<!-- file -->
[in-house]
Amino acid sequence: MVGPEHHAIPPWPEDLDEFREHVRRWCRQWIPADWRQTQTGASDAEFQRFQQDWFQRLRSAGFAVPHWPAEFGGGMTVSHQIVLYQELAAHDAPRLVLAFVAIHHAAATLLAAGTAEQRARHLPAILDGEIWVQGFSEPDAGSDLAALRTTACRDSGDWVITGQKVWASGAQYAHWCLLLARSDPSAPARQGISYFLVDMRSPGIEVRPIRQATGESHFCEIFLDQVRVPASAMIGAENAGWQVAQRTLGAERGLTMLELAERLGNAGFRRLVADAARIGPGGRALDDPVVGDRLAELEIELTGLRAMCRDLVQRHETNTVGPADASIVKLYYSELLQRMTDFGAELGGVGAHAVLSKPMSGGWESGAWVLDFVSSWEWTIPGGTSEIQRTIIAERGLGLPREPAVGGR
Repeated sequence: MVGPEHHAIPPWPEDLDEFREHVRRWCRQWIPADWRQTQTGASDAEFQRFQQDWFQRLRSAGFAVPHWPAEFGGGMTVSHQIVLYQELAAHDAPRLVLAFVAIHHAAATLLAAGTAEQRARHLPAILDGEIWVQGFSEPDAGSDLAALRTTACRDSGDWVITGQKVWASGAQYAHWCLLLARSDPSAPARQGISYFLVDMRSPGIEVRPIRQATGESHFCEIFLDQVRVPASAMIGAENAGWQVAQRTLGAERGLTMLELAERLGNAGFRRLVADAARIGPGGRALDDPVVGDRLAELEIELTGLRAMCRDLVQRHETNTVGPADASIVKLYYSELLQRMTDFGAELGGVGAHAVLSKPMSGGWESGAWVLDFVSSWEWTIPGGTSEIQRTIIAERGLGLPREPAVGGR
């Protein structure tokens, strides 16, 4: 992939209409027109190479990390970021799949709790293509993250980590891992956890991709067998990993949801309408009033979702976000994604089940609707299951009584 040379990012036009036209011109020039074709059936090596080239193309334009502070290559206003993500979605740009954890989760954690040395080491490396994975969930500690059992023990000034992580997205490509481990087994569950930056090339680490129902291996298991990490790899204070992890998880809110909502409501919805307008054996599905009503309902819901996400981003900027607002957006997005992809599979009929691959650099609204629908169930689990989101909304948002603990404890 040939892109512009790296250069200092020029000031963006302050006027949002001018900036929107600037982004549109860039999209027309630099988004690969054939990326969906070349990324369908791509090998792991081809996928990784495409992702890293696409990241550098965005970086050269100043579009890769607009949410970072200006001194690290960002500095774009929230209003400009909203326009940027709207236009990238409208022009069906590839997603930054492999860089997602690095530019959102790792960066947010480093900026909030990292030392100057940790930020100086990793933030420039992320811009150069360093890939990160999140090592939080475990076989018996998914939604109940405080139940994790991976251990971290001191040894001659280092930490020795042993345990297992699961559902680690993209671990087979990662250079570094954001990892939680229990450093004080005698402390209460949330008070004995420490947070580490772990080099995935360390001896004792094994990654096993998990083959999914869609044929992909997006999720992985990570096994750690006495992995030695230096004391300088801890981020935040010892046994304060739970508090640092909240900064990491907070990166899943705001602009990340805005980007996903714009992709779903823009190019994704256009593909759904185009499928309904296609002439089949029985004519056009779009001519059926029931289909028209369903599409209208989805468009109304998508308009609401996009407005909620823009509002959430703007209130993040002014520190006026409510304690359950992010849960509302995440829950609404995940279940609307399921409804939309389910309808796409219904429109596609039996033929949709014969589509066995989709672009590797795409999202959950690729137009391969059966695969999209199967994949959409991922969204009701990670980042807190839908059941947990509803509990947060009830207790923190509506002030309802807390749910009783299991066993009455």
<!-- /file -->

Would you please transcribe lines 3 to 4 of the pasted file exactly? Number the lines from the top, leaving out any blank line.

Repeated sequence: MVGPEHHAIPPWPEDLDEFREHVRRWCRQWIPADWRQTQTGASDAEFQRFQQDWFQRLRSAGFAVPHWPAEFGGGMTVSHQIVLYQELAAHDAPRLVLAFVAIHHAAATLLAAGTAEQRARHLPAILDGEIWVQGFSEPDAGSDLAALRTTACRDSGDWVITGQKVWASGAQYAHWCLLLARSDPSAPARQGISYFLVDMRSPGIEVRPIRQATGESHFCEIFLDQVRVPASAMIGAENAGWQVAQRTLGAERGLTMLELAERLGNAGFRRLVADAARIGPGGRALDDPVVGDRLAELEIELTGLRAMCRDLVQRHETNTVGPADASIVKLYYSELLQRMTDFGAELGGVGAHAVLSKPMSGGWESGAWVLDFVSSWEWTIPGGTSEIQRTIIAERGLGLPREPAVGGR
């Protein structure tokens, strides 16, 4: 992939209409027109190479990390970021799949709790293509993250980590891992956890991709067998990993949801309408009033979702976000994604089940609707299951009584 040379990012036009036209011109020039074709059936090596080239193309334009502070290559206003993500979605740009954890989760954690040395080491490396994975969930500690059992023990000034992580997205490509481990087994569950930056090339680490129902291996298991990490790899204070992890998880809110909502409501919805307008054996599905009503309902819901996400981003900027607002957006997005992809599979009929691959650099609204629908169930689990989101909304948002603990404890 040939892109512009790296250069200092020029000031963006302050006027949002001018900036929107600037982004549109860039999209027309630099988004690969054939990326969906070349990324369908791509090998792991081809996928990784495409992702890293696409990241550098965005970086050269100043579009890769607009949410970072200006001194690290960002500095774009929230209003400009909203326009940027709207236009990238409208022009069906590839997603930054492999860089997602690095530019959102790792960066947010480093900026909030990292030392100057940790930020100086990793933030420039992320811009150069360093890939990160999140090592939080475990076989018996998914939604109940405080139940994790991976251990971290001191040894001659280092930490020795042993345990297992699961559902680690993209671990087979990662250079570094954001990892939680229990450093004080005698402390209460949330008070004995420490947070580490772990080099995935360390001896004792094994990654096993998990083959999914869609044929992909997006999720992985990570096994750690006495992995030695230096004391300088801890981020935040010892046994304060739970508090640092909240900064990491907070990166899943705001602009990340805005980007996903714009992709779903823009190019994704256009593909759904185009499928309904296609002439089949029985004519056009779009001519059926029931289909028209369903599409209208989805468009109304998508308009609401996009407005909620823009509002959430703007209130993040002014520190006026409510304690359950992010849960509302995440829950609404995940279940609307399921409804939309389910309808796409219904429109596609039996033929949709014969589509066995989709672009590797795409999202959950690729137009391969059966695969999209199967994949959409991922969204009701990670980042807190839908059941947990509803509990947060009830207790923190509506002030309802807390749910009783299991066993009455």